The eighth ingredient is ground brown rice, a complex carbohydrate that (once cooked) can be fairly easy to digest. However, aside from its natural energy content, rice is of only modest nutritional value to a cat.
From here the list goes on to include a number of other items. But to be realistic, ingredients located this far down the list (other than nutritional supplements) are not likely to affect the overall rating of the product.
However, this recipe contains sodium selenite, a controversial form of the mineral selenium. Sodium selenite appears to be nutritionally inferior to the more natural source of selenium found in selenium yeast.
This food also contains chelated minerals that have been chemically attached to protein. This makes them easier to absorb. Chelated minerals are usually found in better cat foods.
Based on its ingredients alone, Wildology Climb, Farm-Raised Chicken & Turkey Recipe looks like an above-average wet product.
The dashboard displays a dry matter protein reading of 45.5%, a fat level of 31.8% and an estimated carbohydrate level of 14.7%.
As a group, the brand features an above-average protein content of 43.2% and an above-average fat level of 29.5%. Together these figures suggest a carbohydrate content of 19.3% for the overall product line, alongside a fat to protein ratio of 68%.
This means this Wildology canned range contains higher than average protein, lower than average carbohydrate and higher than average fat, when compared to typical wet cat food.
This food offers a well balanced diet which is rich in animal based protein. Carbohydrate content is low and moisture high, although fat is above average. This needs to be considered when evaluating a recipe for your cat’s requirements.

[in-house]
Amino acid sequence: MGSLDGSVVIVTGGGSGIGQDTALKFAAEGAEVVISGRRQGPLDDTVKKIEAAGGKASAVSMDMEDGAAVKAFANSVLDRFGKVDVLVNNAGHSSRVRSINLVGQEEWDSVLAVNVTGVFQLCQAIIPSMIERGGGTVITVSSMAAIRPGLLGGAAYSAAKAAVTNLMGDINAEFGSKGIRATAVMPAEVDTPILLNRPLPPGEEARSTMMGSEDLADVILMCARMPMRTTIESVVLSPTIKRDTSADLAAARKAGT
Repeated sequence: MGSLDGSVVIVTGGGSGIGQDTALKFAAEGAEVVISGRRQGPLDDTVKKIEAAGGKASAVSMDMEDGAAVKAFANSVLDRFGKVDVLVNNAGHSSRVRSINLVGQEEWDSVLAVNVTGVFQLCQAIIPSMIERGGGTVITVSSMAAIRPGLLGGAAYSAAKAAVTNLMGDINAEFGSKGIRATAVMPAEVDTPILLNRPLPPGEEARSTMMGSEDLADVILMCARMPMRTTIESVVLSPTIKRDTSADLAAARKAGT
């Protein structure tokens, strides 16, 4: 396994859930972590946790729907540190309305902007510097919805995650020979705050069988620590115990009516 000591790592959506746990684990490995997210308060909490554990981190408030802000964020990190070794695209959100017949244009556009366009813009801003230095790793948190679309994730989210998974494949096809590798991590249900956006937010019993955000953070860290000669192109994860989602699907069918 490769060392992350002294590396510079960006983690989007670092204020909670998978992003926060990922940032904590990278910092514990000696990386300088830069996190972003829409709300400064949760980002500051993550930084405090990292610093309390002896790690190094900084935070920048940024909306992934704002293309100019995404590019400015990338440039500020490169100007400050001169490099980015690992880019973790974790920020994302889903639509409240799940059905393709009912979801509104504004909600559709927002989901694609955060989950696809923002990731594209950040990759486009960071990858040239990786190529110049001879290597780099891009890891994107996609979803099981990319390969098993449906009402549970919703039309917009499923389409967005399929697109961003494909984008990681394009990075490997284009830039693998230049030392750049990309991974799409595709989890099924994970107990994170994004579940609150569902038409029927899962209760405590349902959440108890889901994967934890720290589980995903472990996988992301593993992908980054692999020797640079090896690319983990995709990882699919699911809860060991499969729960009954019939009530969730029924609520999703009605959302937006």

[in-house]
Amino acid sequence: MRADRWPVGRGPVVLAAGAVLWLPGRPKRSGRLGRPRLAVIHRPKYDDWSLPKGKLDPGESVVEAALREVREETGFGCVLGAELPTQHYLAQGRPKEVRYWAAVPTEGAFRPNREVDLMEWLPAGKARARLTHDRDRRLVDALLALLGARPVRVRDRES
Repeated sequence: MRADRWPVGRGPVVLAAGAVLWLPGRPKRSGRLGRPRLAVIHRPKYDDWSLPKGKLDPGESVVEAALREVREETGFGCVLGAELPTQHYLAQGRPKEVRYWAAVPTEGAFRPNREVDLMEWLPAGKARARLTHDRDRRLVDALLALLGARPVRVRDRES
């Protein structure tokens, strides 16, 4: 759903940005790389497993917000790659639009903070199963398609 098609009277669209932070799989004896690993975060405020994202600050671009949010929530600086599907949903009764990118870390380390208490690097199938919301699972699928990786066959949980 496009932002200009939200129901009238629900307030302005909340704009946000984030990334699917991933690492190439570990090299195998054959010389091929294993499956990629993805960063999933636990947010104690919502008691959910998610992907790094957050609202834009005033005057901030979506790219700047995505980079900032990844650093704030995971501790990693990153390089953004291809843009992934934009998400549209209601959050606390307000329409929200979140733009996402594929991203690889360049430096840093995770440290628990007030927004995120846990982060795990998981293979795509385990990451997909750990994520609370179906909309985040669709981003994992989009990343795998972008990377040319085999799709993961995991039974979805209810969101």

Has Wildology cat food been recalled in the past?
No. Wildology has not been recalled, although Diamond Pet Food, which manufactures the food, has.
The most recent was in March 2013, when Diamond Pet Food recalled Diamond Naturals cat food due to potentially low levels of thiamine.
In April and May 2012, there was a large recall event Diamond and Diamond Naturals, plus several other brands. Samples of Diamond’s own pet food tested positive for salmonella, which then prompted other brands produced at Diamond’s plant in Gaston, South Carolina, to be recalled including Taste of the Wild and Natural Balance.
In October 2009, Diamond Pet Food recalled two of its cat food brands after cats were reported to have shown neurological symptoms.
The foods affected were: Premium Edge Finicky Adult Cat and Premium Edge Hairball Cat with codes of RAF0501A22X (18-lb. bag), RAF0501A2X (6-lb. bag), RAH0501A22X (18-lb. bag) and RAH0501A2X (6-lb. bag).
In December 2005, Diamond Maintenance and Diamond Professional was recalled from the brand’s South Carolina facility following a string of pet deaths and illnesses linked to dog and cat food produced in Diamond’s South Carolina plant.
The food was thought to be contaminated with aflatoxin, a toxic byproduct of a mold that attacks corn under certain temperature and moisture conditions. For more details visit the Dog Food Advisor.
You can view a complete list of all cat food recalls since 2021 here.
To stay on top of any cat food product recalls, sign up for our free email alerts, here.
Wildology is owned by Midco Distributing LLC and its food manufactured by Diamond Pet Foods in the USA.